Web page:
As the seasons transition, the obvious changes such as falling leaves and brisk temperatures indicates that fall and winter is upon us. However, for some if not most, we do not notice how these season changes effect us mentally, emotionally, physically and/or physiologically. According to the DSM IV (the Diagnostic and Statistical Manuel of Mental Disorders, 5th edition) SAD or Seasonal Affective Disorder is a form of depression with seasonal patterns. Meaning, during a specific time of the year fall and winter typically, one may exhibit symptoms of major depression but when spring rolls around, the symptoms go into remission.
This time last year I found myself unhappy with my life and unsure how to fix it. I decided to go to counseling and I am not ashamed to say that I have. I was able to speak with someone that helped me sort out my thoughts, dig deeper as to why I was feeling the way I was feeling and learn how to think about certain things differently. As you can see, there were so many benefits that I gained from getting professional help and I want the same for people like me. I am not saying that I was diagnosed with SAD (I presumed that I did) and I am not saying that just because you may from time to time experience any of the symptoms of major depression or SAD that you have the disorder. So before I continue, I want to make it clear what I want you all to gain from this article. I want people to gain the basic knowledge of the disorder, know the symptoms or signs and seek help if necessary.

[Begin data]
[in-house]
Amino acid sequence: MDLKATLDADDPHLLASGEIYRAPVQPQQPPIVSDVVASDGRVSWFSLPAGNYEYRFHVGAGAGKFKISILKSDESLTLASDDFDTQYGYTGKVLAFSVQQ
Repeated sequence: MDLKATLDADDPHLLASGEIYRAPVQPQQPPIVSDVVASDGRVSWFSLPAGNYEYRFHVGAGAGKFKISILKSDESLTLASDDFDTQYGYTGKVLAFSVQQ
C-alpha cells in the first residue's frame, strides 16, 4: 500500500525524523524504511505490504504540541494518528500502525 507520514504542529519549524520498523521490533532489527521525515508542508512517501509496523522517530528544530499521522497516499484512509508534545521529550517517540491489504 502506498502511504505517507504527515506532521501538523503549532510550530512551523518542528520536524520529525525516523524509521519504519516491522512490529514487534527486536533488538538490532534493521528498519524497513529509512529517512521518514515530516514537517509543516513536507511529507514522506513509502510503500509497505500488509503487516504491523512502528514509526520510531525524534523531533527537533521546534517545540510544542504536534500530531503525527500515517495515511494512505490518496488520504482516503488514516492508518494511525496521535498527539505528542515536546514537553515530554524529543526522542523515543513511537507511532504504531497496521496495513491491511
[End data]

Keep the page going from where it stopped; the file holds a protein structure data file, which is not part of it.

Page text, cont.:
If you think you suffer from SAD but think counseling isn’t for you, it is okay. Per the National Institute of Mental Health (NIH), treating SAD has various other treatment options such as medication, light therapy and taking vitamin D (although vitamin D supplements alone aren't necessarily linked to treating one with SAD). Other studies have stated that talk therapy (professional or nonprofessional) has been effective for people who suffer from SAD as well as focusing on general health and wellness. Many studies have found various ways to treat SAD but know not all methods may work for everyone. It is all up to what a licensed professional recommends and/or what you think works for you, you just have to listen to your body.
Now before jumping the gun, you should know the common signs of SAD. Psychiatry.org list SAD common symptoms as fatigue even with too much sleep, weight gain with overeating (carbohydrate cravings) along with similar symptoms to major depression (feeling of sadness, loss interest of activities you once found interest, change in sleep, loss of energy, feeling worthless and the list goes on). You have the basic background of SAD, the symptoms and some of the recommended treatments so from here continue to educate yourself on the disorder and get help if you or someone you know is suffering from SAD.